Melatonin signalling and type 2 diabetes risk: too little, too much or just right?


Of the associations of genetic variants with type 2 diabetes, the one of an SNP in an intron of the gene encoding the melatonin receptor 1B (MTNR1B) has been remarkably robust. Work from our group and others has provided support for a model where carriers of this risk G allele exhibit increased MTNR1B expression in islets of Langerhans. Most published studies to date favour that melatonin’s action on the beta cell is inhibition of insulin secretion. Hence, our model proposes that this inhibitory effect of melatonin is exaggerated in carriers of the MTNR1B risk G allele. This would explain why this genetic association causes reduced insulin secretion and greater risk of future type 2 diabetes, as has been observed in numerous studies. Concurrently, another body of work has shown that rare MTNR1B alleles, which could perturb receptor function, also associate with type 2 diabetes. In this commentary, it is suggested that such apparently conflicting observations can be reconciled by the fact that non-coding (intronic; frequent) and coding (exonic; rare) alleles of MTNR1B give rise to different phenotypes. Thus, altered gene transcription may explain why SNPs, which do not alter coding sequences, exhibit cell-specific effects. In contrast, SNPs that change protein sequences are more likely to exert generalised effects since an altered protein will appear in all cells expressing the gene.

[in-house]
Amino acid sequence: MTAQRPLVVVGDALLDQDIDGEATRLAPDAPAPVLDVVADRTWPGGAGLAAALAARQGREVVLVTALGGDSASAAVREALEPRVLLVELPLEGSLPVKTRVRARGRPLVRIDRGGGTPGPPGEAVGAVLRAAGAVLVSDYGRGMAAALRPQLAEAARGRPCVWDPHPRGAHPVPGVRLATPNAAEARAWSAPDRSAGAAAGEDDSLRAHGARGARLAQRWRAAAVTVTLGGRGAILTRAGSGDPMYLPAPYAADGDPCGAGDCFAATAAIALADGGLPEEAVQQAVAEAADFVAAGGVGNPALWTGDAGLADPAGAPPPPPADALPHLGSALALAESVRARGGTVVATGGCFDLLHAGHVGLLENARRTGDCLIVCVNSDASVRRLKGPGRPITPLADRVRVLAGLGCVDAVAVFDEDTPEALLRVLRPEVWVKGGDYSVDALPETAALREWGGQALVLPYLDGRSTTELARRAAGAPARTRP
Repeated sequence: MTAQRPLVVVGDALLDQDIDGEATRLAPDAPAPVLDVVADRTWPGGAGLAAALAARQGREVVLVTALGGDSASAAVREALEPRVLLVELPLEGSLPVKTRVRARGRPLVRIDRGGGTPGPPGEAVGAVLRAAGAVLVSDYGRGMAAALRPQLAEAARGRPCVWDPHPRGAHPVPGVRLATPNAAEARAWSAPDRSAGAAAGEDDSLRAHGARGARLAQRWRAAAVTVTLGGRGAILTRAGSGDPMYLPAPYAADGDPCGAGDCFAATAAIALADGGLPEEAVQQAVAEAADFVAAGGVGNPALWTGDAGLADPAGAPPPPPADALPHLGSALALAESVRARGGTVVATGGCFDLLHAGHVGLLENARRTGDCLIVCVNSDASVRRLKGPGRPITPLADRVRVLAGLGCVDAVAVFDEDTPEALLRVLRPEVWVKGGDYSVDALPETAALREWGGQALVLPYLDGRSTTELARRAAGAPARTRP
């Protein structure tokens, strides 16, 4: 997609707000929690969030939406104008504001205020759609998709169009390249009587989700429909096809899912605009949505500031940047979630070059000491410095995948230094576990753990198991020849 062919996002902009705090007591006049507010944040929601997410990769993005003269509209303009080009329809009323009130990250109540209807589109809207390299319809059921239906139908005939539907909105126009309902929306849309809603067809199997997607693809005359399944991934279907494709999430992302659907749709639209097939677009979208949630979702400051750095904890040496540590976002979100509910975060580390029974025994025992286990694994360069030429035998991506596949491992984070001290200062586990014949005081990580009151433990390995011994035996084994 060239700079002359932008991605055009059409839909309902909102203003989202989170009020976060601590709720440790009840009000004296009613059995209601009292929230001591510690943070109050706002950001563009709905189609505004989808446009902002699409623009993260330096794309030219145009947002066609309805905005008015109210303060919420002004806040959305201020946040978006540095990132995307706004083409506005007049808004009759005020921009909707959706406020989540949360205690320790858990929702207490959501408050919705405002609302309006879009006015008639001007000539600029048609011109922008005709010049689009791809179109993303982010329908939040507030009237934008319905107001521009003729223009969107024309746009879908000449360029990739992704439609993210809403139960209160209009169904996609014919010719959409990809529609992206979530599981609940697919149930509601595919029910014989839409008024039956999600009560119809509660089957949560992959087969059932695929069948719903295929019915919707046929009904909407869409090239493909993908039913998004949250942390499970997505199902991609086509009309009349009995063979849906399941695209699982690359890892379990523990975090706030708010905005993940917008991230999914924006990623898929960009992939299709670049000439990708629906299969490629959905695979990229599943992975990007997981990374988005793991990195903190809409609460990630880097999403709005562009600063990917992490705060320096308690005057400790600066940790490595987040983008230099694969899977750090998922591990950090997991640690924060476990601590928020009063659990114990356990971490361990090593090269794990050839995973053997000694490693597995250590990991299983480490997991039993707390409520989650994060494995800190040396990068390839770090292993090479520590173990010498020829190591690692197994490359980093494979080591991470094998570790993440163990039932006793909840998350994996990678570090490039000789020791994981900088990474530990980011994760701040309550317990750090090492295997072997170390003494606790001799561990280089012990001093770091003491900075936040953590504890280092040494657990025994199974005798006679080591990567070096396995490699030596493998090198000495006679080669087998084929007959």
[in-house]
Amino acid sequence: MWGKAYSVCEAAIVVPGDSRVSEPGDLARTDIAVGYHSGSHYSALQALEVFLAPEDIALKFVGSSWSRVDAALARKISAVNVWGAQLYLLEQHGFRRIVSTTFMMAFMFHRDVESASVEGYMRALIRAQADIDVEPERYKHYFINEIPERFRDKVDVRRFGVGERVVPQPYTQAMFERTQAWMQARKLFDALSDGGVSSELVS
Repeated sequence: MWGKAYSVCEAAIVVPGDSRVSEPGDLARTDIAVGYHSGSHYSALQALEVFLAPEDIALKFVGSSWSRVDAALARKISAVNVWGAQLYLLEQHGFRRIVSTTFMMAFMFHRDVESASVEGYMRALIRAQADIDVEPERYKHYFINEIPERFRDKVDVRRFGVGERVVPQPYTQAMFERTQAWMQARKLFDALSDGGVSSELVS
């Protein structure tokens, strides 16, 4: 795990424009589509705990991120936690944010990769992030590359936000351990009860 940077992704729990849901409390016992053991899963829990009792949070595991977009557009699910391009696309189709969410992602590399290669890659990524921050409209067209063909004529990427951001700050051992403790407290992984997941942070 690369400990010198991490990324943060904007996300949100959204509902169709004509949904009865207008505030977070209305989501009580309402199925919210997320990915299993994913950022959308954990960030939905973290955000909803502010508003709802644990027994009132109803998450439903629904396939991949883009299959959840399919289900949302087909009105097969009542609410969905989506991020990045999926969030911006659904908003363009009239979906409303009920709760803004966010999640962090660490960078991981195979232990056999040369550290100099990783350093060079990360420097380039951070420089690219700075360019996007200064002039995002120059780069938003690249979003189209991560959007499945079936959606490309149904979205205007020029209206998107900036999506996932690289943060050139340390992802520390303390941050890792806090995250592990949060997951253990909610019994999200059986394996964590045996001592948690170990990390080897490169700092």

Balance and dynamics are inherent and essential to endocrine systems. Endocrine regulation is rarely an on/off event; disease evolves when the balance is off-set. Levels of hormones may increase or decrease, as may signalling from hormones. Many pathways therefore exist whereby endocrine diseases develop. The archetype is provided by the thyroid: hypersecretion of thyroxine leads to thyrotoxicosis while abolished secretion causes hypothyroidism with myxoedema or cretinism.

Not every hormone has been definitively linked to common diseases, for example, melatonin. As a medical student, I was taught that melatonin was a vestigial hormone lacking a clear physiological role. It is an interesting twist of fate that I am now, as a scientist, engaged in elucidating the pathophysiological role of melatonin. Since my training in medical school, the mechanisms of circadian rhythm have largely been resolved and melatonin’s role as the body’s reporter of darkness has been established. In this issue of Diabetologia, Forrestel et al have reviewed chronomedicine in the context of type 2 diabetes [1]. Here, I will address a recent controversy about the role of melatonin receptors in the development of type 2 diabetes [2, 3].